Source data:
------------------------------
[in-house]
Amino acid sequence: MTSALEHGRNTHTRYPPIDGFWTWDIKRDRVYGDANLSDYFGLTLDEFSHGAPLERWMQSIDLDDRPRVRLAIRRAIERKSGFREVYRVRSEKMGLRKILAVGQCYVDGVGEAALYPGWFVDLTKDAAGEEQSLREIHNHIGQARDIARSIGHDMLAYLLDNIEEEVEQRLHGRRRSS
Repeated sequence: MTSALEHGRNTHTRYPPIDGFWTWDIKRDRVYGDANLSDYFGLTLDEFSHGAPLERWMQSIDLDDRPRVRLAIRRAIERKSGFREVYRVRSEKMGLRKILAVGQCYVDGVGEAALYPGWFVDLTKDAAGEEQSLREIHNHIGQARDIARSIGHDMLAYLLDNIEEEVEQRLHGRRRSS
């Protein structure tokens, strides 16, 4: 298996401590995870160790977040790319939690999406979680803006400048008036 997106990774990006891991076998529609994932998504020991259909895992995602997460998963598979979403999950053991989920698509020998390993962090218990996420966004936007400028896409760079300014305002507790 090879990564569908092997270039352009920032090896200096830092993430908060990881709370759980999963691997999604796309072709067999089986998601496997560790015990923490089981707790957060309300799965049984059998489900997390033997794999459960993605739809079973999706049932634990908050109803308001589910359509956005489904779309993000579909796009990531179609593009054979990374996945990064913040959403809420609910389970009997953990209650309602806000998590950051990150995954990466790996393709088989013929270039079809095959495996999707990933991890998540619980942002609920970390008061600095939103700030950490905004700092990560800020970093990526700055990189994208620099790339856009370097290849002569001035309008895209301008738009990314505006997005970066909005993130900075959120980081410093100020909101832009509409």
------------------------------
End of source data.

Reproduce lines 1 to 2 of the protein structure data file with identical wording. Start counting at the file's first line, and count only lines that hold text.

[in-house]
Amino acid sequence: MTSALEHGRNTHTRYPPIDGFWTWDIKRDRVYGDANLSDYFGLTLDEFSHGAPLERWMQSIDLDDRPRVRLAIRRAIERKSGFREVYRVRSEKMGLRKILAVGQCYVDGVGEAALYPGWFVDLTKDAAGEEQSLREIHNHIGQARDIARSIGHDMLAYLLDNIEEEVEQRLHGRRRSS